At Google Cloud, we’re focused on solving customer problems while supporting a thriving partner ecosystem. Many of you use third-party monitoring solutions to keep a tab on your multi-cloud or hybrid cloud environments, be it for IT operations, security operations, application performance monitoring, or cost analysis. At the same time, you’re looking for a cloud-native way to reliably export your Google Cloud logs, events, and alerts at scale.
As part of our efforts to expand the set of purpose-built Dataflow templates for these common data movement operations, we launched three Dataflow templates to export Google Cloud data into your Elastic Cloud or your self-managed Elasticsearch deployment: Pub/Sub to Elasticsearch (streaming), Cloud Storage to Elasticsearch (batch) and BigQuery to Elasticsearch (batch).
In this blog post, we’ll show you how to set up a streaming pipeline to export your Google Cloud logs to Elastic Cloud using the Pub/Sub to Elasticsearch Dataflow template. Using this Dataflow template, you can forward to Elasticsearch any message that can be delivered to a Pub/Sub topic, including logs from Cloud Logging or events such as security findings from Cloud Security Command Center.
The step-by-step walkthrough covers the entire setup, from configuring the originating log sinks in Cloud Logging, to setting up Elastic integration with GCP in Kibana UI, to visualizing GCP audit logs in a Kibana dashboard.
Push vs. Pull
Traditionally, Elasticsearch users have the option to pull logs from Pub/Sub topics into Elasticsearch via Logstash or Beats as a data collector. This documented solution works well, but it does include tradeoffs that need to be taken into account:
- Requires managing one or more data collectors with added operational complexity for high availability and scale-out with increased log volume
- Requires external resource access to Google Cloud by giving permissions to aforementioned data collectors to establish subscription and pull data from one or more Pub/Sub topics.
Set up logging export to Elasticsearch
This is how the end-to-end logging export looks:
Below are the steps that we’ll walk through:
- Set up Pub/Sub topics and subscriptions
- Set up a log sink
- Set IAM policy for Pub/Sub topic
- Install Elastic GCP integration
- Create API key for Elasticsearch
- Deploy Pub/Sub to the Elastic Dataflow template
- View and analyze GCP logs in Kibana
Set up Pub/Sub topics and subscriptions
First, set up a Pub/Sub topic that will receive your exported logs, and a Pub/Sub subscription that the Dataflow job can later pull logs from. You can do so via the Cloud Console or via CLI using gcloud. For example, using gcloud looks like this:
gcloud pubsub topics create my-logs gcloud pubsub subscriptions create --topic my-logs pubsub2elastic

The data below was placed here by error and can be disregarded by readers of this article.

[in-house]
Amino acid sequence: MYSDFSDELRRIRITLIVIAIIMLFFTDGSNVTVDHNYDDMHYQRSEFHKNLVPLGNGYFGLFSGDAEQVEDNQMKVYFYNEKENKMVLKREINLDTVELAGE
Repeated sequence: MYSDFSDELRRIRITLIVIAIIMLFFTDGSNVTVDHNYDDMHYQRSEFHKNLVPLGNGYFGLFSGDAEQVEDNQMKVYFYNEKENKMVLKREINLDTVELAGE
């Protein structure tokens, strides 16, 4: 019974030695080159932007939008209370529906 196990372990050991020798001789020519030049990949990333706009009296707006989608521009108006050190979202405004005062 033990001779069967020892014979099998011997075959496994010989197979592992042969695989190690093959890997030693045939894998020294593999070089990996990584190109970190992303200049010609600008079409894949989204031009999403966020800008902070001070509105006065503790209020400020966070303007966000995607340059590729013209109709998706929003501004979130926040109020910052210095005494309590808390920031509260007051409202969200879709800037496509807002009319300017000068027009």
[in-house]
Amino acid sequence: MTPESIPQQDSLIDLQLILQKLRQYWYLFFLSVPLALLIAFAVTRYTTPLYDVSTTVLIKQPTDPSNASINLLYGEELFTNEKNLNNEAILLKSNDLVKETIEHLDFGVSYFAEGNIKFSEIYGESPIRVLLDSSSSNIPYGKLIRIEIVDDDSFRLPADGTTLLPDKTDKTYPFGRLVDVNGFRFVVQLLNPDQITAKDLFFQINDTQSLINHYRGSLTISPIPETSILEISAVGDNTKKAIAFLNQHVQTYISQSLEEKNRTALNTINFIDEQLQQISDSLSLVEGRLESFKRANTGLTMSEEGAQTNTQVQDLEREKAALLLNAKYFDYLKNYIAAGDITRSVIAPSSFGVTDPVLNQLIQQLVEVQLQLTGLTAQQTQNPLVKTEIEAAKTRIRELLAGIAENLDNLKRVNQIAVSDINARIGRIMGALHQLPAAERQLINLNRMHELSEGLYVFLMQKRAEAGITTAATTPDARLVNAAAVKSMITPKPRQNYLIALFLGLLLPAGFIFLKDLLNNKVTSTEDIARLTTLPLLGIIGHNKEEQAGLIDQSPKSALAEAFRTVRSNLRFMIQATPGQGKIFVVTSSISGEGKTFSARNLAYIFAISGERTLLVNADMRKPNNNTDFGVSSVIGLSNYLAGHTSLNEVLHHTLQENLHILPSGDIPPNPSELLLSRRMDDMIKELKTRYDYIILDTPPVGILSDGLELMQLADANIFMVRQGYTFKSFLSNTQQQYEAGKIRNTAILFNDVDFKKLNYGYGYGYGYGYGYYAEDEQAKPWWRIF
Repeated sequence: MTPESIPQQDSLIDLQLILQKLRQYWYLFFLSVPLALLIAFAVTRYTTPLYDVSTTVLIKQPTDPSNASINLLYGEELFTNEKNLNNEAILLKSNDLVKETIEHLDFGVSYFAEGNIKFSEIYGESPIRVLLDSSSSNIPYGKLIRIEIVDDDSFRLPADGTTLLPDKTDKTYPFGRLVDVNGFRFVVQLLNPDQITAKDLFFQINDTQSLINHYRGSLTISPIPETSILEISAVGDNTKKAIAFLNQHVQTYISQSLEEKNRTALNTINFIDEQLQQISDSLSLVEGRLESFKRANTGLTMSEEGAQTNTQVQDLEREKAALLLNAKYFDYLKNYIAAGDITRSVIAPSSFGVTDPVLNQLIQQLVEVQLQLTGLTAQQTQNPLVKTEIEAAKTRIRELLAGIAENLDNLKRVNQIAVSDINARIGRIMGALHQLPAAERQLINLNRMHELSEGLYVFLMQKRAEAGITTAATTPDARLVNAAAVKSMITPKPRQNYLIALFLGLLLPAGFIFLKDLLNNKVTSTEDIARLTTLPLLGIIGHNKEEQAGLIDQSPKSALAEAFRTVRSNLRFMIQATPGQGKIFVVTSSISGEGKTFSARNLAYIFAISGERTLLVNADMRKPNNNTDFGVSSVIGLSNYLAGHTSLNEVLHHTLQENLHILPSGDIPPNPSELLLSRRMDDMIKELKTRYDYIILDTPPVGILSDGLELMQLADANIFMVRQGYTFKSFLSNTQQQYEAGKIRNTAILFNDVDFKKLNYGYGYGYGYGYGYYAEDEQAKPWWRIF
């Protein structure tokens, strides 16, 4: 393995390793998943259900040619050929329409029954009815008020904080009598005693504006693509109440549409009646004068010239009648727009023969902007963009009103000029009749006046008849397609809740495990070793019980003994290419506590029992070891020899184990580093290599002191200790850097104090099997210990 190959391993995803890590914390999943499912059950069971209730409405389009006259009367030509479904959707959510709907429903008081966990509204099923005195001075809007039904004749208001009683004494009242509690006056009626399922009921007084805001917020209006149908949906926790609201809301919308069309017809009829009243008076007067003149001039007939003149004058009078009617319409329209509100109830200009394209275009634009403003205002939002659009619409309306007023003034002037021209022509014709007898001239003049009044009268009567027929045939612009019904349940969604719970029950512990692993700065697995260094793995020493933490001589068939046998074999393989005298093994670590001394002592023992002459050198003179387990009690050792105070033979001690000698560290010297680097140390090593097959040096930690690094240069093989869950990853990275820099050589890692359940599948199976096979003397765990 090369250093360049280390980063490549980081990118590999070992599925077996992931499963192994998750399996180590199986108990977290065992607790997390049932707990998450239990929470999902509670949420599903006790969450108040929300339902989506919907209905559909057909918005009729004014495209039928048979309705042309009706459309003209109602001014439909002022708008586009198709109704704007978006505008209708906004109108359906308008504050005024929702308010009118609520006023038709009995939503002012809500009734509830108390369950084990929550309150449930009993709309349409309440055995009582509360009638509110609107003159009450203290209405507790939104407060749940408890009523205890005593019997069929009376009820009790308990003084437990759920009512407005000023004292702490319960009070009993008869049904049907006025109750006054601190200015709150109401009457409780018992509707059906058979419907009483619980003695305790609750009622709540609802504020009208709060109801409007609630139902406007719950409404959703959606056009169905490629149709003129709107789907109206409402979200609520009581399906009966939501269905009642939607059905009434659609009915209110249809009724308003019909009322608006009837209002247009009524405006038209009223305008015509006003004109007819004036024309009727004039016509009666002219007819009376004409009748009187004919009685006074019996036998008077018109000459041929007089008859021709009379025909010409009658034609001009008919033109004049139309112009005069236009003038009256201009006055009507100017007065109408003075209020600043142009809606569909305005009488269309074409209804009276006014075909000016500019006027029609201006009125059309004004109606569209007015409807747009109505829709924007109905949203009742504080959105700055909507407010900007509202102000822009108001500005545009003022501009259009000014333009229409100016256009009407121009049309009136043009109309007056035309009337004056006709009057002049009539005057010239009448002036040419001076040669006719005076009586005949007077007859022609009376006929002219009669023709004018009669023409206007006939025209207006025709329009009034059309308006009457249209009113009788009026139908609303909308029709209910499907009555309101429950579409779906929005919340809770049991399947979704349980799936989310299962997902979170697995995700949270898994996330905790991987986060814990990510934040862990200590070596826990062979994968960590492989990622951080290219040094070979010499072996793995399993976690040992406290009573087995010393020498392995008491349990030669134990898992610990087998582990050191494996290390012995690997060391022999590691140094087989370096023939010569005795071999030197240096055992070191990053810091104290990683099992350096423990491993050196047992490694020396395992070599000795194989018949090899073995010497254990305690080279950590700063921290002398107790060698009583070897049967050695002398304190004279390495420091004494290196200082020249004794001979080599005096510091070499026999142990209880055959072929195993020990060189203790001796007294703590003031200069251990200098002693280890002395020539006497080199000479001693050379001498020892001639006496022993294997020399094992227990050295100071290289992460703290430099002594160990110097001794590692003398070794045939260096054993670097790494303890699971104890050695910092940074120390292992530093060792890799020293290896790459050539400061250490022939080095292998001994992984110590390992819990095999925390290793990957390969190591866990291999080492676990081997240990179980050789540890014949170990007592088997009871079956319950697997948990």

Note: It is important to create the subscription before setting up the Cloud Logging sink to avoid losing any data added to the topic prior to the subscription getting created.
Repeat the same steps for the Pub/Sub deadletter topic that holds any undeliverable message, due to pipeline misconfigurations (e.g. wrong API key) or inability to connect to Elasticsearch cluster:
gcloud pubsub topics create pubsub2elastic-deadletter-topic gcloud pubsub subscriptions create --topic pubsub2elastic-deadletter-topic pubsub2elastic-deadletter
Set up a Cloud Logging sink
Create a log sink with the previously created Pub/Sub topic as destination. Again, you can do so via the Logs Viewer, or via CLI using gcloud logging. For example, to capture all logs in your current Google Cloud project (replace [MY_PROJECT]), use this code:
gcloud logging sinks create my-logs pubsub.googleapis.com/projects/[MY_PROJECT]/topics/my-logs --log-filter=’logName:"cloudaudit.googleapis.com"’
Note: To export logs from all projects or folders in your Google Cloud organization, refer to aggregated exports for examples of “gcloud logging sink” commands. For example, provided you have the right permissions, you may choose to export Cloud Audit Logs from all projects into one Pub/Sub topic to be later forwarded to Elasticsearch.
The output of this last command is similar to this:
Created [https://logging.googleapis.com/v2/projects/[MY_PROJECT]/sinks/my-logs]. Please remember to grant `serviceAccount:[LOG_SINK_SERVICE_ACCOUNT]` the Pub/Sub Publisher role on the topic. More information about sinks can be found at https://cloud.google.com/logging/docs/export/configure_export
Take note of the service account [LOG_SINK_SERVICE_ACCOUNT] returned. It typically ends with @gcp-sa-logging.iam.gserviceaccount.com.
Set IAM policy for Pub/Sub topic
For the sink export to work, you need to grant the returned sink service account a Cloud IAM role so it has permission to publish logs to the Pub/Sub topic:
gcloud pubsub topics add-iam-policy-binding my-logs \ --member serviceAccount:[LOG-SINK-SERVICE-ACCOUNT] \ --role roles/pubsub.publisher
If you created the log sink using the Cloud Console, it will automatically grant the new service account permission to write to its export destinations, provided you own the destination. In this case, it’s Pub/Sub topic my-logs.
Install Elastic GCP integration